E-newsletters typically get better readership than newsletters sent by traditional direct mail. They cost much less than paper versions because there’s no printing or postage costs. As a public relations tool, they can build traffic to your Web site and give you valuable information about your customers.
Launching an e-newsletter is not difficult, but it takes some planning.
First, you need to build an opt-in list of subscribers, that is, a list of people who have signed up to receive the newsletter. You’ll need to post a sign-up box on the home page of your Web site. Don’t try to gather lots of information from the subscriber by creating a long registration form, as new subscribers may be put off by any attempts to gather additional information that could be used for marketing. You may be able to gather that information later using surveys and customer feedback requests.
Next, you should structure the content. You’ll want a consistent look from issue to issue, including the same masthead and the same typeface. You should also decide whether to write the e-newsletter in HTML, which is visually more interesting, or plain text, which accommodates more e-mail programs.
The length of articles should be relatively short, since nobody has the time to scroll through long text. Interspersing the text with hyperlinks to related stories or products of interest helps keep articles short.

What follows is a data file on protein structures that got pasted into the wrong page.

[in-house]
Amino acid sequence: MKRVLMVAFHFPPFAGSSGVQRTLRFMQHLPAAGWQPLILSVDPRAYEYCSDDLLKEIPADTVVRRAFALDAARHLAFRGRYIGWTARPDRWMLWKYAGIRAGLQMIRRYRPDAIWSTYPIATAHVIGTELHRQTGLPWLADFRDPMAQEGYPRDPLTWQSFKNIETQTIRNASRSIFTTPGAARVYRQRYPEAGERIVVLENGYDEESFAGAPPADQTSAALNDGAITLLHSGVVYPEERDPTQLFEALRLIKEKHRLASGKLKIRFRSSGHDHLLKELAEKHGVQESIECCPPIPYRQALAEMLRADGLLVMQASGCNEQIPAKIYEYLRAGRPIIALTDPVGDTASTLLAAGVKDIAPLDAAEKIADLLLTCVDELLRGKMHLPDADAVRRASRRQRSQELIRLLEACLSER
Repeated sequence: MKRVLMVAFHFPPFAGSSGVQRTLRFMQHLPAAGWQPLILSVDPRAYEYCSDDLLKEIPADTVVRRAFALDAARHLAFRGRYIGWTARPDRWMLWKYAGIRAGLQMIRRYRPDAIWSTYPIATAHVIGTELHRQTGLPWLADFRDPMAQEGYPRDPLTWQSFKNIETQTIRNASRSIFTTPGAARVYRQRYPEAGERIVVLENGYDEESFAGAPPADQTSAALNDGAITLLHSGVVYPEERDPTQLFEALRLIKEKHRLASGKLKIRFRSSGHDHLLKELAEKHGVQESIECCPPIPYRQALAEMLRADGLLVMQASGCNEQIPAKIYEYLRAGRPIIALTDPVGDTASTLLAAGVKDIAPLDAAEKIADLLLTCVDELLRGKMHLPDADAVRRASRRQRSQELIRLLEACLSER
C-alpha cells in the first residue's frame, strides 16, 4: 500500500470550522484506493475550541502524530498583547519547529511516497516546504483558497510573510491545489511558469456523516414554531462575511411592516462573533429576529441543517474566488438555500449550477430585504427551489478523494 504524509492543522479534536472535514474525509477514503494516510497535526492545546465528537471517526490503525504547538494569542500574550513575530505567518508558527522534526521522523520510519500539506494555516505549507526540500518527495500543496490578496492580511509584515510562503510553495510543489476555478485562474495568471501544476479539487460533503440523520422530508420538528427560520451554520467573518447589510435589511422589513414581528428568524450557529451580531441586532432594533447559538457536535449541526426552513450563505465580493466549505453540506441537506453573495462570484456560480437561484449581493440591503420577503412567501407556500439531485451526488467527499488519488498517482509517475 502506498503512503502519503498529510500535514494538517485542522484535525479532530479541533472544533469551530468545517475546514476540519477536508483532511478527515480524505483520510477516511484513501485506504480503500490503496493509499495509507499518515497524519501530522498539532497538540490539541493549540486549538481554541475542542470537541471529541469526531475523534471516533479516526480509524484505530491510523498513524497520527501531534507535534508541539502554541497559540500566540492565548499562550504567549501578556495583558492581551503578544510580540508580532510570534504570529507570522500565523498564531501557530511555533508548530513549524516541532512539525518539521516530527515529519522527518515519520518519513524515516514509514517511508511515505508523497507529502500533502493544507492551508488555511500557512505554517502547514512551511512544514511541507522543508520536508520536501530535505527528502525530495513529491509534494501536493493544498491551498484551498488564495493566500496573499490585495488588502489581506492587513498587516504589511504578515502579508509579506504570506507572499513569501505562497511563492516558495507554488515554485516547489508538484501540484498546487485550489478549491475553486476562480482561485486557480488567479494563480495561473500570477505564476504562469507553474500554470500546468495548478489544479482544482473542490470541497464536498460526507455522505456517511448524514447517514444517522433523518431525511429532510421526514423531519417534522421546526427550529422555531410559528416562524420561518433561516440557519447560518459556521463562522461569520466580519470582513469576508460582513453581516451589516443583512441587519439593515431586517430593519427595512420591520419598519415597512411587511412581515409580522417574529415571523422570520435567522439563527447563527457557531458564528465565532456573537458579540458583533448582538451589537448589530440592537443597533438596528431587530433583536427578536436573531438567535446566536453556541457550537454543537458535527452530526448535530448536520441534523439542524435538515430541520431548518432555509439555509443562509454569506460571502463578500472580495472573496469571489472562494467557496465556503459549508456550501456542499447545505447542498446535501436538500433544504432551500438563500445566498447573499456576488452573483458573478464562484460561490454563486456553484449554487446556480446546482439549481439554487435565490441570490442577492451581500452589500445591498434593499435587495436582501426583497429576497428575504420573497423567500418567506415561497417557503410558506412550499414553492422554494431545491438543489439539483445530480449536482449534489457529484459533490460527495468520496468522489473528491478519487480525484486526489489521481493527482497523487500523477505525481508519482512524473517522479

Fourth, you will need to decide how to manage the mailings. The frequency of the e-newsletter should be consistent, arriving on the same day each week, month, or quarter. If you decide not to use a mailing service or list server, make sure you break your list down into groups of 50 names or less. Otherwise your newsletter could be mistaken for spam and bumped by the Internet service providers.
Bounce management is one advantage of hiring a professional list host. It can keep your list continually updated and delete undeliverable addresses. Typically, it also provides management reports and a security system.
Whether you keep fulfillment in-house or not, the purpose of an e-newsletter is to build strong customer relationships that will ultimately add to your bottom line—so provide content that will be a resource for readers.